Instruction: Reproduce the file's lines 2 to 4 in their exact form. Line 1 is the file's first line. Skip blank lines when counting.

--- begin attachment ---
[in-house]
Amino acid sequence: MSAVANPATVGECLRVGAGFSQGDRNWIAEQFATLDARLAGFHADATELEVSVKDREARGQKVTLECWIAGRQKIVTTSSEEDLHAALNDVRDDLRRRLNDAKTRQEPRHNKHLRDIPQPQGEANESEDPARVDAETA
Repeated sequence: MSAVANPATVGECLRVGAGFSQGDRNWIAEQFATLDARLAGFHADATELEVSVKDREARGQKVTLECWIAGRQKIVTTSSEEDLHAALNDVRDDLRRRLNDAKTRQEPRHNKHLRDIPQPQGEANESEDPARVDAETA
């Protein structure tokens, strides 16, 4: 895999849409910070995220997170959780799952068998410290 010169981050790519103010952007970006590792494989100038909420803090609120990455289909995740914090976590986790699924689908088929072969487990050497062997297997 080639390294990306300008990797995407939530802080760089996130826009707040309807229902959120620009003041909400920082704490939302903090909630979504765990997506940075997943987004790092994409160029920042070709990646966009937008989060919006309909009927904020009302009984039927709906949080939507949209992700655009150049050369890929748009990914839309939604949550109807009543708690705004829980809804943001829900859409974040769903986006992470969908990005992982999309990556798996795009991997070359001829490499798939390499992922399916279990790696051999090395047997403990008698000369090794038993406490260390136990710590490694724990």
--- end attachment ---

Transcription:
Amino acid sequence: MSAVANPATVGECLRVGAGFSQGDRNWIAEQFATLDARLAGFHADATELEVSVKDREARGQKVTLECWIAGRQKIVTTSSEEDLHAALNDVRDDLRRRLNDAKTRQEPRHNKHLRDIPQPQGEANESEDPARVDAETA
Repeated sequence: MSAVANPATVGECLRVGAGFSQGDRNWIAEQFATLDARLAGFHADATELEVSVKDREARGQKVTLECWIAGRQKIVTTSSEEDLHAALNDVRDDLRRRLNDAKTRQEPRHNKHLRDIPQPQGEANESEDPARVDAETA
């Protein structure tokens, strides 16, 4: 895999849409910070995220997170959780799952068998410290 010169981050790519103010952007970006590792494989100038909420803090609120990455289909995740914090976590986790699924689908088929072969487990050497062997297997 080639390294990306300008990797995407939530802080760089996130826009707040309807229902959120620009003041909400920082704490939302903090909630979504765990997506940075997943987004790092994409160029920042070709990646966009937008989060919006309909009927904020009302009984039927709906949080939507949209992700655009150049050369890929748009990914839309939604949550109807009543708690705004829980809804943001829900859409974040769903986006992470969908990005992982999309990556798996795009991997070359001829490499798939390499992922399916279990790696051999090395047997403990008698000369090794038993406490260390136990710590490694724990």